In a crowded week for Canadian data releases, we expect the headline CPI inflation rate to stand out. The measure will likely accelerate to 4.9% year-over-year from 4.7% in November. Omicron-related weakness in energy products is expected to have been offset by persistent strength in expenses tied to home and car purchases. Indeed, this is largely what we saw in U.S. CPI releases last week. Combined, homes and cars explain roughly half of the inflation in Canadian core CPI (excluding food and energy products) relative to pre-pandemic (February 2020) levels. As weaker prices early in the pandemic—especially for energy products—drop out of the year over year calculation, we expect the headline inflation rate to plateau before dialing lower in coming months. But even as those distortions fade, price pressures from ongoing supply chain challenges, higher input prices, and strong consumer demand will continue to broaden. Almost 60% of the consumer price basket has already been growing at a more than a 2% annual rate compared to pre-crisis levels.
Next week’s Q4 Bank of Canada Business Outlook Survey (BOS) will be carefully scrutinized for further evidence of those price pressures. Capacity limits—including difficulties in sourcing and retaining both capital and labour—already topped business concerns in prior editions of the survey. There were tentative signs that supply chain pressures were easing late last year as the surveys suggested supplier delivery times had edged lower and Canadian auto production bounced back from disruptions tied to the global semiconductor shortage. But labour shortfalls are expected to remain a key obstacle for business growth. The latest BOS survey period (mid-November to early December) came too early to capture the full impact of Omicron, but the rapid spread of the variant and large numbers of workers required to self-isolate are likely adding to labour shortages in the near-term. The tone of the Bank of Canada commentary will be watched closely for hints at how worried the bank has grown over the latest COVID wave. However, with the economic impact of Omicron expected to be relatively short-lived and inflation and capacity pressures persisting, we don’t expect a delay in rate hikes. Central bank communications in January will likely be used to signal the first increase in March or April.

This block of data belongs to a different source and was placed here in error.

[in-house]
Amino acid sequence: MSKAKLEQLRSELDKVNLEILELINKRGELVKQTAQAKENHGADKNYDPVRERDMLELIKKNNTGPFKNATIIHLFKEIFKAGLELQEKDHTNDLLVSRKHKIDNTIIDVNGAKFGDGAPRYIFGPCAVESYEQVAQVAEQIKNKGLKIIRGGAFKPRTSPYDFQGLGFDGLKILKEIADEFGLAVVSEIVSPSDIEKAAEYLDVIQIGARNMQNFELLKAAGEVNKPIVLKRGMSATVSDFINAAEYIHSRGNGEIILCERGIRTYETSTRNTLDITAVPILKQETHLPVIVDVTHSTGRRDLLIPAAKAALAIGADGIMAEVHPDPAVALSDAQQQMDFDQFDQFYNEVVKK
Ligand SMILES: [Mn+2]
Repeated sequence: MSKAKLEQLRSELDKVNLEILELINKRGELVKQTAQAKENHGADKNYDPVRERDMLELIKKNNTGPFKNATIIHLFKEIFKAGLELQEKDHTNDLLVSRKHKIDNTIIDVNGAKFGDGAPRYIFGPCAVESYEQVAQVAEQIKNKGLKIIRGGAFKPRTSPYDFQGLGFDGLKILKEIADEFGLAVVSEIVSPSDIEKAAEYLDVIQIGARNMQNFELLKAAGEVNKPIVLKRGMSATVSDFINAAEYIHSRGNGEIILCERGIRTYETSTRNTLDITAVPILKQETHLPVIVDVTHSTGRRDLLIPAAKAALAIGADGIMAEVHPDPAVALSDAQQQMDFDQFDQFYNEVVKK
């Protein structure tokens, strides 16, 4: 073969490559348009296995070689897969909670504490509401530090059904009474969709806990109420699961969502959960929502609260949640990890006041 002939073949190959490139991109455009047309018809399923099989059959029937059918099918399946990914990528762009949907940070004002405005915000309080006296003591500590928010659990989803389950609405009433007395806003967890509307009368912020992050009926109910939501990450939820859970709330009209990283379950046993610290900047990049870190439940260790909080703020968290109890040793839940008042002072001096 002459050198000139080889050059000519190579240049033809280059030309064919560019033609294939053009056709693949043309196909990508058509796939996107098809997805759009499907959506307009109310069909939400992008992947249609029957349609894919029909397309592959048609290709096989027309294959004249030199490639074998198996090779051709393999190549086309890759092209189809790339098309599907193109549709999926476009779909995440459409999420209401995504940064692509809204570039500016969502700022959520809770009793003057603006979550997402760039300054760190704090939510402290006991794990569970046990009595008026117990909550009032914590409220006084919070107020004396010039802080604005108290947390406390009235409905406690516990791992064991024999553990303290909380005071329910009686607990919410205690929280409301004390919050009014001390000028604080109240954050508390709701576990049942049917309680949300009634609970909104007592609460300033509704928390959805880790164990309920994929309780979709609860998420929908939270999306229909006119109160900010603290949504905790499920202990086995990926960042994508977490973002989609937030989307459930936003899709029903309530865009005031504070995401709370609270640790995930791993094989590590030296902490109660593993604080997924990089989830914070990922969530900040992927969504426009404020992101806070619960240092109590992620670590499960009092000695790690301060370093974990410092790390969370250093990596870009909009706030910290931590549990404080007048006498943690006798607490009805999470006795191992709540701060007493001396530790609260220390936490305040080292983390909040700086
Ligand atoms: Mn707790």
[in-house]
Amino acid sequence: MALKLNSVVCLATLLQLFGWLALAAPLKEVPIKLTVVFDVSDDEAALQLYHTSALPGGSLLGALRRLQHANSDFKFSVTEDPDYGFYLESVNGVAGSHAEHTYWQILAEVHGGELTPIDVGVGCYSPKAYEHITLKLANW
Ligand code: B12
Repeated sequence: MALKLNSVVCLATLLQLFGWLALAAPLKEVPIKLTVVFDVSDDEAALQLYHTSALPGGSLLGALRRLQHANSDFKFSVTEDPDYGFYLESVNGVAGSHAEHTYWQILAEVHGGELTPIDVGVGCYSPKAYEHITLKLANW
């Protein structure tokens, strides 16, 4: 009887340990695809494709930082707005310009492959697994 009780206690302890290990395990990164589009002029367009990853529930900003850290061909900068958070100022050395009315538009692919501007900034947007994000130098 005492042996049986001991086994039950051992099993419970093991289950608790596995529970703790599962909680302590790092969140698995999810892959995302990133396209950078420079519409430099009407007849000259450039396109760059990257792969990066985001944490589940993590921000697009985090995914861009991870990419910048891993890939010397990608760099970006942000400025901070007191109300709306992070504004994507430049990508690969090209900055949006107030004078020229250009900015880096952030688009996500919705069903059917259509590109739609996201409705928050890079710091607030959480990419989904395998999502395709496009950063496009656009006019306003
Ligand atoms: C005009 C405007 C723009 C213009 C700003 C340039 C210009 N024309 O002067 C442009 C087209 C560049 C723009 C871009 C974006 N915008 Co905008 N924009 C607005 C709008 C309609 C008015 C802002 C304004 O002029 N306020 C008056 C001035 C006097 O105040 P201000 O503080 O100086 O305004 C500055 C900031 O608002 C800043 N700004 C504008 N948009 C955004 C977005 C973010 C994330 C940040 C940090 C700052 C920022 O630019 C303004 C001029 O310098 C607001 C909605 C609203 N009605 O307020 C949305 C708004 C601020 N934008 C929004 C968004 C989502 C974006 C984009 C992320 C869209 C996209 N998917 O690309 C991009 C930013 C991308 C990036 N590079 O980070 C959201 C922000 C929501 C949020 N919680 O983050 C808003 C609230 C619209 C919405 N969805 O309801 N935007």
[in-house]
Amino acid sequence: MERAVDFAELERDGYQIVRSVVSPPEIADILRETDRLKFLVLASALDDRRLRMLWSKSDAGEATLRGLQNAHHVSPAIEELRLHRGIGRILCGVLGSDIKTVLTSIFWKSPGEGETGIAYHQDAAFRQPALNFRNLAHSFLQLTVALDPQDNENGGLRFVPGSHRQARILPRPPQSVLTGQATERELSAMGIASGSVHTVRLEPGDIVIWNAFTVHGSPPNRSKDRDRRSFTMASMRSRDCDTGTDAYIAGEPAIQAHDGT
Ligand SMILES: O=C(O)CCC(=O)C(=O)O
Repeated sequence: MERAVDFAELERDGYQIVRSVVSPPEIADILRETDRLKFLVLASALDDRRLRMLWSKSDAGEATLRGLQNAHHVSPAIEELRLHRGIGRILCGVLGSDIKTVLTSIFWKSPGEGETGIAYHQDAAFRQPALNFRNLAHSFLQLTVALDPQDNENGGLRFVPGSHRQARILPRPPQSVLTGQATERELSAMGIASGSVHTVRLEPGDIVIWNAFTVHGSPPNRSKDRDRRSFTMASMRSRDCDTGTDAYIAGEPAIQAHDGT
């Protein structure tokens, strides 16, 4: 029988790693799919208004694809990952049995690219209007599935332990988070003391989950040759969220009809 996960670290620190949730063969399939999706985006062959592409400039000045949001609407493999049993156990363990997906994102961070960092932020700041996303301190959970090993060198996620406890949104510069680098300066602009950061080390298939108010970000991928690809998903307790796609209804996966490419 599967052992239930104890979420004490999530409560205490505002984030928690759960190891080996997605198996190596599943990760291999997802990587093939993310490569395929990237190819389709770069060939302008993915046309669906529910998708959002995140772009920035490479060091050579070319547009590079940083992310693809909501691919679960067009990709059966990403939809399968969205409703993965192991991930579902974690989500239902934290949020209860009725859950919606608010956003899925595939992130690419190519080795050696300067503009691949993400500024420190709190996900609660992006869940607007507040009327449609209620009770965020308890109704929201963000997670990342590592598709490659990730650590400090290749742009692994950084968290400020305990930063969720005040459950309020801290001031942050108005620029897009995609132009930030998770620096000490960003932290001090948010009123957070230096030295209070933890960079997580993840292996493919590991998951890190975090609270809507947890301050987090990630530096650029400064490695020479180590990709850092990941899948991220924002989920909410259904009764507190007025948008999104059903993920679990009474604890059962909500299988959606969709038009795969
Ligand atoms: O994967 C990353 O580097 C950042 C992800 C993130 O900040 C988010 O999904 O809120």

Week ahead data watch:
We see no reason to deviate from StatCan’s early estimates of a 3.1% increase in manufacturing sales for November. The increase was driven in part by higher auto production as supply chain issues eased, at least temporarily, and came despite significant transportation disruptions due to severe flooding in B.C. late in the month.
Our forecast for retail sales is in line with the advance estimate from StatCan of 1.2% for November. Our latest tracking of consumer spending suggests sales of merchandise dipped lower in December. Spending on services is not captured in the monthly retail sale data, but there was a much larger pullback in travel spending in December.
Canadian housing starts are expected to have remained solid at 270k in December after a larger 301k add in November, in line with still-strong levels of building permit issuance in recent months.